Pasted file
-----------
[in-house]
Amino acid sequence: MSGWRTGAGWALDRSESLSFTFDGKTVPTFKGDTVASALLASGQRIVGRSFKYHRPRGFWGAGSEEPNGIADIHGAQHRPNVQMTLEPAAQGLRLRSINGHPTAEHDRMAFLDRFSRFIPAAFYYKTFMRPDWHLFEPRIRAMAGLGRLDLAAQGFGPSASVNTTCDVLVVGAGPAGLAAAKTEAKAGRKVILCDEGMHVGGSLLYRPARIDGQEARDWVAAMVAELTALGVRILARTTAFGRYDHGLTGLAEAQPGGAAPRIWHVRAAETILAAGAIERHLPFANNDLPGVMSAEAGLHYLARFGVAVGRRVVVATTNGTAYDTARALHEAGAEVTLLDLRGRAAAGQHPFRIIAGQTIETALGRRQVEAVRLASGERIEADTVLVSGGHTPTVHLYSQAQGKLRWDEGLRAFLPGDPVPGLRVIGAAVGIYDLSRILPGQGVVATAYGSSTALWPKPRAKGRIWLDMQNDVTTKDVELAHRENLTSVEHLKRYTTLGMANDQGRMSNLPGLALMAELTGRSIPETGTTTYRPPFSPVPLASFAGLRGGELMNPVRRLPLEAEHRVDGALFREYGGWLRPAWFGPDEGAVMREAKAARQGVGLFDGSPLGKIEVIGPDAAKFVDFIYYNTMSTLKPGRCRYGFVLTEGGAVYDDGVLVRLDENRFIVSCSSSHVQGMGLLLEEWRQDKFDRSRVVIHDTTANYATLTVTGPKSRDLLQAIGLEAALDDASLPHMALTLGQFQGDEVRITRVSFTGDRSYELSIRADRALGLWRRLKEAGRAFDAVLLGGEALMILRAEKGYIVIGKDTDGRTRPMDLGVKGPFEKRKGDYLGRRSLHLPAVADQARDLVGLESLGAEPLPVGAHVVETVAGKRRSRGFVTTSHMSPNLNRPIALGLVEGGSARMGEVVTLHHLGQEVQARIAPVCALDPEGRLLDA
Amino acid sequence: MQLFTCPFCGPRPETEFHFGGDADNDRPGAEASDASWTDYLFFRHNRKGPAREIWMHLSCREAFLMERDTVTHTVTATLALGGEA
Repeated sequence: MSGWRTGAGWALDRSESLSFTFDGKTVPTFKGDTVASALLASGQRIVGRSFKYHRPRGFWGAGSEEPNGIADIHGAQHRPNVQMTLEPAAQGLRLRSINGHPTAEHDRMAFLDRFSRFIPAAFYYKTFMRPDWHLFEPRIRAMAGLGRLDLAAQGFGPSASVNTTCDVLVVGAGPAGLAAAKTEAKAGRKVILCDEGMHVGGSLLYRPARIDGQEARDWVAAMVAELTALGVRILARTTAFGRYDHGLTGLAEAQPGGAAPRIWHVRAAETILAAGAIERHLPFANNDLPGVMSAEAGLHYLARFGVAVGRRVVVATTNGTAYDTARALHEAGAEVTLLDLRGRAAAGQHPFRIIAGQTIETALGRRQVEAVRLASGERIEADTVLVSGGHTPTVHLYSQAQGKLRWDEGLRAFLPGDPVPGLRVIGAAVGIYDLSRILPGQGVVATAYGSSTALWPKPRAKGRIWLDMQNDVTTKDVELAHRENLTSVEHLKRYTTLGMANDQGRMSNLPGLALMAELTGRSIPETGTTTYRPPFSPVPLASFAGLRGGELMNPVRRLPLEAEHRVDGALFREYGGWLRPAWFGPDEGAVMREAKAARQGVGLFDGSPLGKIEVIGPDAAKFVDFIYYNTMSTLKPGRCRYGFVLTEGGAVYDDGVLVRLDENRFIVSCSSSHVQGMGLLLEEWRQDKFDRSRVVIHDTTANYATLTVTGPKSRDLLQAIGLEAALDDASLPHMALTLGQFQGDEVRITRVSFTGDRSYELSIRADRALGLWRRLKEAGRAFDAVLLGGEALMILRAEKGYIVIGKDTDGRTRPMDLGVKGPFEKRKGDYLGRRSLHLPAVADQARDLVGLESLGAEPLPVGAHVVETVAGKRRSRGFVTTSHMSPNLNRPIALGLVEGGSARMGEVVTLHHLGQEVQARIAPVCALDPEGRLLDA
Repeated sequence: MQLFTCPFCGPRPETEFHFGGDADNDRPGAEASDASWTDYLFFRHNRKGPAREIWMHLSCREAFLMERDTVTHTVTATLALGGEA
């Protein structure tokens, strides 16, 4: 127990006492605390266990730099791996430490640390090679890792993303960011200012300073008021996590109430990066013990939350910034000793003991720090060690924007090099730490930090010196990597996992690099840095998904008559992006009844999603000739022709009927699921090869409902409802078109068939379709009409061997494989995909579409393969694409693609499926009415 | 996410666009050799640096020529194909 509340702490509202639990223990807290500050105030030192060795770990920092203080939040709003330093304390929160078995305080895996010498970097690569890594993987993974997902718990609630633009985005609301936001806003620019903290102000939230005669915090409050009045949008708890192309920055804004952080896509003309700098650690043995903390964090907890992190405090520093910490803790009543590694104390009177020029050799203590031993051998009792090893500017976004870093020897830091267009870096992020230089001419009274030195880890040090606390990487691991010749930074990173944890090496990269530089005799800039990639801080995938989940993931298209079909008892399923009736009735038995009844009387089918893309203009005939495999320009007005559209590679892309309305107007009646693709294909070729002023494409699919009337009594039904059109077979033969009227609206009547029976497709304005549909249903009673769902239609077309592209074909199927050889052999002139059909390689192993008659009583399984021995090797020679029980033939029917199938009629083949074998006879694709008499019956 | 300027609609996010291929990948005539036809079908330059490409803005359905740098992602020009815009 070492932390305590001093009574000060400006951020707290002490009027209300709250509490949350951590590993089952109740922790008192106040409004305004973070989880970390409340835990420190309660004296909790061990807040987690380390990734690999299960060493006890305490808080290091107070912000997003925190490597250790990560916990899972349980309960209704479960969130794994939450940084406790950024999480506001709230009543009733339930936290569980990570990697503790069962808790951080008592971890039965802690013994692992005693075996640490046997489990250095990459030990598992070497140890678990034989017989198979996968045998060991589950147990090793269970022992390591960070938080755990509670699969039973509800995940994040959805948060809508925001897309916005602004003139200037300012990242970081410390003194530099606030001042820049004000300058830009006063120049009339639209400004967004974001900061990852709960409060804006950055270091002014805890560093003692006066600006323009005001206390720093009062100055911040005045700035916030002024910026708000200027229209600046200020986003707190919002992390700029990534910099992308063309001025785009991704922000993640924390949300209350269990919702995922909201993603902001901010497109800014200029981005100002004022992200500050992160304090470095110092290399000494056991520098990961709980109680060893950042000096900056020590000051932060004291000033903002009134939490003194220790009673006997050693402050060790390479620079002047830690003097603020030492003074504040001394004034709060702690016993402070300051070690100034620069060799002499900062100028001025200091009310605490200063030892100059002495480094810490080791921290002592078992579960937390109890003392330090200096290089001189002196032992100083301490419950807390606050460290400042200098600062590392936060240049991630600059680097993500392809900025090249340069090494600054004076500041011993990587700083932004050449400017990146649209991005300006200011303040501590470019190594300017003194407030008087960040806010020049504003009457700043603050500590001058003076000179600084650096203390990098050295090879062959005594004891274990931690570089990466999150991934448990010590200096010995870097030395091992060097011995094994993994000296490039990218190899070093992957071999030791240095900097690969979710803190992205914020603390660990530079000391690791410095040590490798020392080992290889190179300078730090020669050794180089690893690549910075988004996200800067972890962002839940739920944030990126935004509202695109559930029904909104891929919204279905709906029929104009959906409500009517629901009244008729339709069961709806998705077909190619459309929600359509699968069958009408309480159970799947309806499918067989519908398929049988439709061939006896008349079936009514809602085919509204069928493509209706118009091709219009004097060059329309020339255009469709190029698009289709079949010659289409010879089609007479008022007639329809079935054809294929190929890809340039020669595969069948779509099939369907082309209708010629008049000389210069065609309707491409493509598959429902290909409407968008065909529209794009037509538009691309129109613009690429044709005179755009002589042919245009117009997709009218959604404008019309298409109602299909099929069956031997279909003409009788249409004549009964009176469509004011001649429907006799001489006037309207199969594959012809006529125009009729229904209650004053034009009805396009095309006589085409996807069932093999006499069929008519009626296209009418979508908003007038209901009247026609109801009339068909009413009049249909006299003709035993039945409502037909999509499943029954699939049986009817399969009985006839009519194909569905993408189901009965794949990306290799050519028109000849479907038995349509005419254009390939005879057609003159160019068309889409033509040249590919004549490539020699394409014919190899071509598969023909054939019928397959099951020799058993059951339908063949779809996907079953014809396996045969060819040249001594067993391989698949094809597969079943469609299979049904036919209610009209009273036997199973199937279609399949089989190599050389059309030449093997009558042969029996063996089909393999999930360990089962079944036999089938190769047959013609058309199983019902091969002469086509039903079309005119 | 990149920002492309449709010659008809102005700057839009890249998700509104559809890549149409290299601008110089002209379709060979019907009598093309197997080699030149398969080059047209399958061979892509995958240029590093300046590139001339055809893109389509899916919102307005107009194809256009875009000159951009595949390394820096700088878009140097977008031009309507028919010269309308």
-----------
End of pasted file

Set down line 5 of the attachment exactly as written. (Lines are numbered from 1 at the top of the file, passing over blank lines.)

Repeated sequence: MQLFTCPFCGPRPETEFHFGGDADNDRPGAEASDASWTDYLFFRHNRKGPAREIWMHLSCREAFLMERDTVTHTVTATLALGGEA